Less Than 200 Students Stayed Till May
Divya Singh was napping in his room in Hotz Honors Hall when the first email arrived. It was jarring, but not unexpected.
That March 12 email from Chancellor Joseph Steinmetz announced classes would move online due to the COVID-19 pandemic. It ignited a flurry of GroupMe and text messages among the resident assistants, or RAs, across campus, unsure what this meant for their residents.
“We sort of suspected the announcement was coming. Professors had been discussing what it would be like to move online in class before the email,” Singh said.
Singh is a junior computer science major with minors in mathematics and supply chain management. He is part of the Honors College and is in his second year as an RA on campus.
March 18, the chancellor announced that residence halls were closing to students April 3, a full month earlier than expected. And with that email, the most unusual University of Arkansas move-out in living memory began.
Singh said it took a while for the reality of it to set in at Hotz Honors Hall. Checkouts were sporadic until after spring break. Then the number started growing and peaked April 3.
On the first floor of Hotz Honors Hall is an open glass seating area called “the fishbowl” with a large white board. On that white board, residents kept a list of those who moved out.
It became a kind of bulletin board and memorial, Singh said.
Move-out is usually a matter of a few days, but this year, it stretched over weeks as students opted to leave when it was most convenient for them.
Between March 1 and March 30, the residential population dropped from 5,050 to 1,446. By April 3, when the residence halls officially closed, the on-campus population was down to 640 students.
Residence education staff play a leading role in checking out students before they leave. During a typical move-out, staff enter the rooms to inspect for damage and receive room keys.
During this unprecedented move-out, students only turned in their keys before leaving and did their best to remove their personal items and clean their room.
Some students left before returning their keys.
Housing received as many as 20 sets of keys in the mail some days during move-out as students who already left mailed their keys back to complete check out.
Many students went home for spring break in late March and were caught under a patchwork of different “stay-at-home”order” on a state-by-state basis.
“Students were communicating with us all across the country about where they were and what their situation was,” said Alisha Gilbride, Housing’s assistant director for administrative service.
Housing staff remained as flexible as possible with students as move-out progressed from mid-March to early April.
Ultimately, two groups remained behind after the April 3 deadline.
THOSE WHO REMAINED
The two groups of students who remained on campus on campus after April 3 include those who needed a delayed check out and those who needed an extended stay.
Less than 200 students needed more time to retrieve their items from their room. Often, they were not physically on campus, but their belongings were. Housing staff arranged for those students to come and get their items at a convenient time.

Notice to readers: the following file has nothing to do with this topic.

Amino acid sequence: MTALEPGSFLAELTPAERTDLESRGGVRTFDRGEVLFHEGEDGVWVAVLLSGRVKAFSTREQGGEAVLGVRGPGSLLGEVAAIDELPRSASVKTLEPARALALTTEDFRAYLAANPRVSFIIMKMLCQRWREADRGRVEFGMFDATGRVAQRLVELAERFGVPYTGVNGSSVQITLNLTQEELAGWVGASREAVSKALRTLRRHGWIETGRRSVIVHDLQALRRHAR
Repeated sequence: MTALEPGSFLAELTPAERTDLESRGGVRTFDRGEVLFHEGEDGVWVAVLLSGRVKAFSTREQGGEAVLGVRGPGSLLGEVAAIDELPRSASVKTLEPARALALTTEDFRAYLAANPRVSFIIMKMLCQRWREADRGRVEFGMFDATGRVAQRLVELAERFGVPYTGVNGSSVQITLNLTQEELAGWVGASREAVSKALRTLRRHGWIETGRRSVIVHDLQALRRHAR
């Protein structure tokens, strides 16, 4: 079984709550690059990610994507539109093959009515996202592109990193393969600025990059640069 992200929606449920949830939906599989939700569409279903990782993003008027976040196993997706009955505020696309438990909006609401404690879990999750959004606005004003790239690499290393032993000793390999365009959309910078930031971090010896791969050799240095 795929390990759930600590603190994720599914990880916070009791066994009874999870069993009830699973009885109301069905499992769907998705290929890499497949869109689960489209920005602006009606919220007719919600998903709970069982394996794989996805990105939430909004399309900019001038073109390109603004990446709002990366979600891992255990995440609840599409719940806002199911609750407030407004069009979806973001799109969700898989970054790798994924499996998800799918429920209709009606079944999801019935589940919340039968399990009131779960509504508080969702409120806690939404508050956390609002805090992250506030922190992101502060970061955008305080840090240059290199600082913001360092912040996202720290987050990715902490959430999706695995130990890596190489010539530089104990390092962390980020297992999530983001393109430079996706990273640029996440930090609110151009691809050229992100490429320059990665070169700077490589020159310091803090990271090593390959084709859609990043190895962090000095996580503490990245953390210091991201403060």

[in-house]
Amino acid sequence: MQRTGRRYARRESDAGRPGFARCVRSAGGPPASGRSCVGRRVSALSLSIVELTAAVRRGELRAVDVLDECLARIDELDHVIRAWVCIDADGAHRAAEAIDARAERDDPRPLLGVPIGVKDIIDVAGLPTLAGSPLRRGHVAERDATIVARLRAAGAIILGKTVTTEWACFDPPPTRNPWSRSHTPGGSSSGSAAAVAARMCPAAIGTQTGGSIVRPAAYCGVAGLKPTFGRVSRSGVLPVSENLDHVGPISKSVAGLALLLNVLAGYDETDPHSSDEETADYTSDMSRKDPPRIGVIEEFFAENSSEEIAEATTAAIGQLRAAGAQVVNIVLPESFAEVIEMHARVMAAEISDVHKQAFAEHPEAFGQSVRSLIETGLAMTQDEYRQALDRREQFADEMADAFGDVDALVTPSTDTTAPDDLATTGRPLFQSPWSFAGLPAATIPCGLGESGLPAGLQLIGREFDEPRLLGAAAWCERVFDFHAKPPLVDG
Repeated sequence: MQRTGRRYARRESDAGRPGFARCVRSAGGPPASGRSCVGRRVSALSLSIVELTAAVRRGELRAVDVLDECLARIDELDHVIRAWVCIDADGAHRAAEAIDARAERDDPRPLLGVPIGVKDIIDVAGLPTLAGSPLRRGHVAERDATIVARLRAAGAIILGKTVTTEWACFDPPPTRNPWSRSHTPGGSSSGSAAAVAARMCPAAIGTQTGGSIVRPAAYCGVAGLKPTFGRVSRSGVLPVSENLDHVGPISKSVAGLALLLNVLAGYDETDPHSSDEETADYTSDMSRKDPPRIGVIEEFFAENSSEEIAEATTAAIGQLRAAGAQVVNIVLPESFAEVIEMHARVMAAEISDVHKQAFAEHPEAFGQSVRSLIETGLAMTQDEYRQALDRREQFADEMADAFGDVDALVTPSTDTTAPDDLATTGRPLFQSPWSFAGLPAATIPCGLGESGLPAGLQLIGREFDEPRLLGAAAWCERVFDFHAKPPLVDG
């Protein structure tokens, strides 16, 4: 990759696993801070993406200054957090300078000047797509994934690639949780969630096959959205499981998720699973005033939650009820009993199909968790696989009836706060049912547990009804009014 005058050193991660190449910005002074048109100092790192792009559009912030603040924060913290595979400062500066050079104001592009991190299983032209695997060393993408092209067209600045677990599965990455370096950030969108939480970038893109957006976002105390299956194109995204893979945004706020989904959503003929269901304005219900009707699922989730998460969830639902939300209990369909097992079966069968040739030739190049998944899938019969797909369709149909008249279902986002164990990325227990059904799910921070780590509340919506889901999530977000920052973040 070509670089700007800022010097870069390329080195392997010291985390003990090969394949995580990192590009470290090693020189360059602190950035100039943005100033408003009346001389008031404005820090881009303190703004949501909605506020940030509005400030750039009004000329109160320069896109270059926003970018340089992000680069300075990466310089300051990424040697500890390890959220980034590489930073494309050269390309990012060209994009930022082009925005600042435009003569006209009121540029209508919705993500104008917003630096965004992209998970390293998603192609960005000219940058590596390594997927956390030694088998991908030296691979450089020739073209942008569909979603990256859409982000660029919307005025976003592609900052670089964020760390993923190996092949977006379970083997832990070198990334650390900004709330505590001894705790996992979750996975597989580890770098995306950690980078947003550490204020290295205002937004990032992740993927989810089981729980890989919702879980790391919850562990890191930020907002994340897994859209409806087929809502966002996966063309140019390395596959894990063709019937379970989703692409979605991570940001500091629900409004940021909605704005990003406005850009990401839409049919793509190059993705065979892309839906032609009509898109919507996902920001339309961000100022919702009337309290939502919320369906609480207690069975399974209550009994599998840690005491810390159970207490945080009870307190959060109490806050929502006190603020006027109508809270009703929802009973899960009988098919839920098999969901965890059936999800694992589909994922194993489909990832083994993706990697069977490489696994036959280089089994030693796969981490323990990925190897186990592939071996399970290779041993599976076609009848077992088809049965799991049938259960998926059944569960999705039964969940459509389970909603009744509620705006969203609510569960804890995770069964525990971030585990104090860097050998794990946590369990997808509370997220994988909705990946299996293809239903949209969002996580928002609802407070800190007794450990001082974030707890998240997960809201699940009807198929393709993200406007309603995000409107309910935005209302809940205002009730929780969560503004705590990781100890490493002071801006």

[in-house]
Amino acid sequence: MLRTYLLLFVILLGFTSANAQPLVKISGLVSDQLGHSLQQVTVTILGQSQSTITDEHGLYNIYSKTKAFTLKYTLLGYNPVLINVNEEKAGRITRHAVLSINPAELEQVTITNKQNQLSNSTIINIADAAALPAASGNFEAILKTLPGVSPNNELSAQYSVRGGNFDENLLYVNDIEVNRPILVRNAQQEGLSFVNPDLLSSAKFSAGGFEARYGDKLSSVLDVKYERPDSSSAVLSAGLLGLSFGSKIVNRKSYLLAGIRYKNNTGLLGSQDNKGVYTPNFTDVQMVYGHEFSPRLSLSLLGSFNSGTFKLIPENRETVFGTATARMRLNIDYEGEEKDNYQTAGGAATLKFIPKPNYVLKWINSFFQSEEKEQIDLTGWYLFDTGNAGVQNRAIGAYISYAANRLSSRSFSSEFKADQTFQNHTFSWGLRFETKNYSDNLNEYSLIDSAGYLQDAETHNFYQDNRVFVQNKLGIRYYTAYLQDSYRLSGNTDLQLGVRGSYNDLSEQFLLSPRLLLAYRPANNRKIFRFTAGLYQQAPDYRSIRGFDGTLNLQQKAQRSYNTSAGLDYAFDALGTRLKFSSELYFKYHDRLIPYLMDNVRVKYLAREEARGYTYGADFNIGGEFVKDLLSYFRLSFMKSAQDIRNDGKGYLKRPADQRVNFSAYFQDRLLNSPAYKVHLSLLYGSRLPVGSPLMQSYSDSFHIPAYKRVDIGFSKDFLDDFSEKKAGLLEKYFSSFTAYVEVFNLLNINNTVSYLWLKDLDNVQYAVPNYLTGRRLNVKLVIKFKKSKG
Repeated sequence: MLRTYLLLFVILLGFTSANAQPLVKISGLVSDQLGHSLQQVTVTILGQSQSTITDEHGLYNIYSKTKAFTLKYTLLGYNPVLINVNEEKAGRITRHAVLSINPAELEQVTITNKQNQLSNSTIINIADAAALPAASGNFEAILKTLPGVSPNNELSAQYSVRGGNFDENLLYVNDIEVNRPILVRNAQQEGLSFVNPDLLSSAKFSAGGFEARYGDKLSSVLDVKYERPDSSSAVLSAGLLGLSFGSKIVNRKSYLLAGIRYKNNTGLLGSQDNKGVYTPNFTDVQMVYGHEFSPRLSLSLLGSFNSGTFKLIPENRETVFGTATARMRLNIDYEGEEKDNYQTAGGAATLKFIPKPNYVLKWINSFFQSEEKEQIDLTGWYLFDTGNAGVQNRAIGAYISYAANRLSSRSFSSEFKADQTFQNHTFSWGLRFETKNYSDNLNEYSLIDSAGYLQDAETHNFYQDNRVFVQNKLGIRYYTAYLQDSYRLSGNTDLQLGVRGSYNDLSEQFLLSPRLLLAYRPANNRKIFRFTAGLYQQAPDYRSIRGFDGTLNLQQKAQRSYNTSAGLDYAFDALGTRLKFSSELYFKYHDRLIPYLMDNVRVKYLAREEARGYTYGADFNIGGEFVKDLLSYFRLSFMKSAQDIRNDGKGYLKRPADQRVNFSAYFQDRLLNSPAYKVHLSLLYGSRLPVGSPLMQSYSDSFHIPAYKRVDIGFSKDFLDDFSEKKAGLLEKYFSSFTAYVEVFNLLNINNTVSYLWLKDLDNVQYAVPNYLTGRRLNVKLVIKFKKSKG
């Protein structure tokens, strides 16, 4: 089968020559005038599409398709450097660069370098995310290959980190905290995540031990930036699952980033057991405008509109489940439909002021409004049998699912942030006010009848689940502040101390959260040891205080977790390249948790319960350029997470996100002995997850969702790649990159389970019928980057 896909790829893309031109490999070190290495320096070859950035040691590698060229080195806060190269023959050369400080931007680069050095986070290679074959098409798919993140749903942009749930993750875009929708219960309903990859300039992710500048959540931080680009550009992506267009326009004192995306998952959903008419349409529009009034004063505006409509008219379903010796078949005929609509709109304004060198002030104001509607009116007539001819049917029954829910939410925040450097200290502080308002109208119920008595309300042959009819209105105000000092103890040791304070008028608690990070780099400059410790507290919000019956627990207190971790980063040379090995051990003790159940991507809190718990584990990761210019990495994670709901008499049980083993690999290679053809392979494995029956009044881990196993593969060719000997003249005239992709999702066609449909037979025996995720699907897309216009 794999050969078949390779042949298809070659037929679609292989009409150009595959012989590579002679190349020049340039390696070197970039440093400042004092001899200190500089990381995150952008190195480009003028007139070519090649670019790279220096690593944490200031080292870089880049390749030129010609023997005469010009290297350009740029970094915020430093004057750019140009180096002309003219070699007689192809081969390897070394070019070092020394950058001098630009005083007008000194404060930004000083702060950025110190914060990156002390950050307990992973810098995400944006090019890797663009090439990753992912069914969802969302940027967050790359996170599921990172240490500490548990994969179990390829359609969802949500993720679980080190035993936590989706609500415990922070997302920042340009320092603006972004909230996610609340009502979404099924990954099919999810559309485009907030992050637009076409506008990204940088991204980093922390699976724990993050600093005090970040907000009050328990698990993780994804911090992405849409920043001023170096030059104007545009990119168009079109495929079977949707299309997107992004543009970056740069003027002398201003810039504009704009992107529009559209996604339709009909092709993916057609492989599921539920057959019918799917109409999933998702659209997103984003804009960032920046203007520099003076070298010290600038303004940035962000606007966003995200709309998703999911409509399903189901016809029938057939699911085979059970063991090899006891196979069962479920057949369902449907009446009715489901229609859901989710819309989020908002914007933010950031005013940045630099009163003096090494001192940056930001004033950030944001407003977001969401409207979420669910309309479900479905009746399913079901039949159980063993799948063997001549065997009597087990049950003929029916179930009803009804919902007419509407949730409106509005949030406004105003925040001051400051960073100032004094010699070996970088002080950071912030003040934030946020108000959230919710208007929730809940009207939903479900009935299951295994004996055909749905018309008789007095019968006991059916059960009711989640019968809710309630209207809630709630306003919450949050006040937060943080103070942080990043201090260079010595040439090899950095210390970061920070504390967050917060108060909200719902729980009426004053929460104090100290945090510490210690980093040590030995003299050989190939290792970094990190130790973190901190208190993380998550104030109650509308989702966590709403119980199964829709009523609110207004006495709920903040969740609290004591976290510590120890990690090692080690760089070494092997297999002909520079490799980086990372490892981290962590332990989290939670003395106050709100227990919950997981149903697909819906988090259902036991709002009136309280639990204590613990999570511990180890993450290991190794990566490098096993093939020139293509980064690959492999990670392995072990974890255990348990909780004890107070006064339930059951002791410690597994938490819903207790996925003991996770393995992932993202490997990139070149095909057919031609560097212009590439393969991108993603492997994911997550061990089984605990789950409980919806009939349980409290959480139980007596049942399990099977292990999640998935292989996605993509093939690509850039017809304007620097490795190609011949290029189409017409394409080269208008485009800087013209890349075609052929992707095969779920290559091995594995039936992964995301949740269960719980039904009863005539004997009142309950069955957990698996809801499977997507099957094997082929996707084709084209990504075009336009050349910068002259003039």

Another 175 or so students asked to remain for various reasons such as not having suitable alternative accommodations or inadequate access to academic resources online at their home.
Singh talked with his parents in India and his brother in Chicago and they decided it was best if he remained on campus until the halls closed in May.
“I felt safer here,” he said about remaining in Hotz Honors Hall after the April 3 move-out for the majority of students.
Those permitted to stay past April 3 were also allowed to remain in their original room assignment.
To accommodate the smaller population and help with social distancing, Housing teamed up with Chartwells Higher Ed and Parking and Transit.
Chartwells Higher Ed provides meals on campus and they offered hot meal options that could be taken to go for those still on campus.
Parking and Transit offered their safe ride service on campus to and from Fulbright Dining Hall where meals were served.
“It was a really good partnership that served the students well,” said Statton-Brooks about working with Chartwells and Parking and Transit.
Housing also got creative in its programming during this time. They offered “socially distanced jogging,” a Bob Ross online paint class using Microsoft Paint, a Skribbl.io meeting and other types of safe programs for on-campus students.
The various residence halls’ social media accounts featured RAs showing off their talents or hobbies in an effort to keep students engaged virtually.
“We really changed the core of the RAs jobs,” said Megan Witherspoon-Evans, University Housing’s assistant director for residence education.
Instead of in-person meetings with residents, RAs used digital platforms to keep up with students through online meetups. They transitioned many analog processes of community building into digital versions.
The RAs who remained are really going to lead us next year in terms of digital programming,” Witherspoon-Evans said.
Singh served the remaining residents of his building during the final weeks before the halls closed fully in May. He was one of about 30 RAs who stayed behind in the final weeks.
He said Housing did a good job of supporting students and staff by providing meals and expanded work hours to ensure front desks were adequately staffed.
“Personally, it was one of the best experiences, I’ve had with Housing.”